INDIANAPOLIS — Indiana’s polluted streams, chronically flooded areas, and rising demand for water in fast-growing parts of the state are among the reasons cited for the need for a state “water czar.”
Legislation that has support from both conservationists and the Indiana Chamber of Commerce calls for the first-ever statewide water management plan and a gubernatorial-appointed administrator to execute it.
The bill is authored by state Rep. Mike Karickhoff, R-Kokomo, whose legislation reflects concerns of a task force that spent 18 months studying the threats to Indiana’s natural resources.
The task force found that Indiana has “extraordinary” water resources that give the state an economic advantage. But it also found the resources are vulnerable, in part because of the lack of a coordinated effort to protect and manage the state’s water supplies.
“Water is abundant here,” said Karickhoff. “But just because a resource is abundant doesn’t mean you shouldn’t take care of it.”
Last year’s intense drought, which triggered water-usage bans around the state, highlighted how critical water is as a resource.
But concerns about how to manage both water quality and water quantity pre-date the drought.
The report also noted that the demand for water in fast-growing communities in central Indiana may soon outpace the supply.
And some parts of southwest Indiana are chronically flooded. Or, as state Sen. Jim Tomes, R-Wadesville, told his colleagues earlier this week: “We’ve been up to our eyeballs in water every spring for years.”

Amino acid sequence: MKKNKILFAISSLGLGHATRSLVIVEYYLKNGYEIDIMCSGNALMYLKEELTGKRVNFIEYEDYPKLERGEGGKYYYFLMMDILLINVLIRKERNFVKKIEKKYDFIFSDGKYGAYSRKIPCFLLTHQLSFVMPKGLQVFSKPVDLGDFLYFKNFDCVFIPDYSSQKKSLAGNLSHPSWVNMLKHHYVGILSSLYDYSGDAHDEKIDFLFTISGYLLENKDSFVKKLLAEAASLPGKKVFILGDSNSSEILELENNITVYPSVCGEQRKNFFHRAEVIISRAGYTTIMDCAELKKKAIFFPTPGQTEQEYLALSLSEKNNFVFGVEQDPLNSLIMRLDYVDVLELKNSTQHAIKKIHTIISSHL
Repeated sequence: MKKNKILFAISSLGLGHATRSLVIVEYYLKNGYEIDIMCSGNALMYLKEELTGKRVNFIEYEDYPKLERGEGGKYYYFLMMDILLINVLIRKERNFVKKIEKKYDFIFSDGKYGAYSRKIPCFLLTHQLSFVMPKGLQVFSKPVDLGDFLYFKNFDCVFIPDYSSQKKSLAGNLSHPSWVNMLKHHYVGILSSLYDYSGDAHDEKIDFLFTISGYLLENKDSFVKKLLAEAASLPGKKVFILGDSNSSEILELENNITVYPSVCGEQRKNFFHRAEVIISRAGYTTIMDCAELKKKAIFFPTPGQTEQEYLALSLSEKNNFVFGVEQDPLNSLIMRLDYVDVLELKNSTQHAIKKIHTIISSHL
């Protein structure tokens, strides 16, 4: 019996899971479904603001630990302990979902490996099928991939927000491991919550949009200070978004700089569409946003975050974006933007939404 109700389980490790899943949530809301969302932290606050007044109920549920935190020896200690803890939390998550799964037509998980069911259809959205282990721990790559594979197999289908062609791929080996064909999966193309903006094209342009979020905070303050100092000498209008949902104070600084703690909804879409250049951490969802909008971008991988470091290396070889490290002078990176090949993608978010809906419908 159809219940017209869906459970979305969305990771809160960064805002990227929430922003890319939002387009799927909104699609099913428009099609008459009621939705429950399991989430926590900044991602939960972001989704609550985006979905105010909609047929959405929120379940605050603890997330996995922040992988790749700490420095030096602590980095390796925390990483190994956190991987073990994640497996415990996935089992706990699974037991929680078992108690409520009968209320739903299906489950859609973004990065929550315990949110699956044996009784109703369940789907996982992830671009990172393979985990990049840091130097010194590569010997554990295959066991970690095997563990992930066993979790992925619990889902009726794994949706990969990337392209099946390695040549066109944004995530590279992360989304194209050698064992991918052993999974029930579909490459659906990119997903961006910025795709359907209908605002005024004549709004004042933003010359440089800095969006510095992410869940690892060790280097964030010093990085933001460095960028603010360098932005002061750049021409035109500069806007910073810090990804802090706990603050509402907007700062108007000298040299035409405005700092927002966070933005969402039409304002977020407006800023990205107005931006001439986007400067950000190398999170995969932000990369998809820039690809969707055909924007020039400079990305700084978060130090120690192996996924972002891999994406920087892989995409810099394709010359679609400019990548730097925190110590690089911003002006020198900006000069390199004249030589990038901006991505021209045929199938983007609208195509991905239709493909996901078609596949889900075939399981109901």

Karickhoff’s legislation mirrors a bill in the state Senate, carried by Sen. Richard Young Jr., D-Milltown. The companion bills borrow from similar legislation adopted by other states that faced expensive lawsuits for failing to manage their water resources.
Karickhoff’s bill calls for the creation of a new state agency, the Water Management Authority, which would have broad powers to develop and implement a statewide water management plan. It would address issues like flood control, water storage and water pollution.
Some decisions now made at the local level or by other state agencies — ranging from ditch construction standards to flood control plans — would be assumed by the state Water Management Authority.
It creates regional water management councils that would identify the water needs of their region and work to better coordinate the management of water resources.
And it creates a kind “water czar” whose job it would be to protect and manage the state’s water resources.
At a joint hearing of the House and Senate natural resources committees Monday, Weeks said water had the greatest impact on the state’s other natural resources, including its 4 million acres of forestland.
“If I could make a plea,” Weeks said, “it would be to say that it’s time for us to look at water governance in this state.”
The legislation hasn’t gotten a hearing yet, but the idea of elevating the state’s role in water management was part of the “Roadmap for Indiana” proposal that Gov. Mike Pence laid out in his campaign last fall. It called for directing state agencies to establish a plan for managing the state’s water resources and for accelerating the effort to clean the state’s waterways.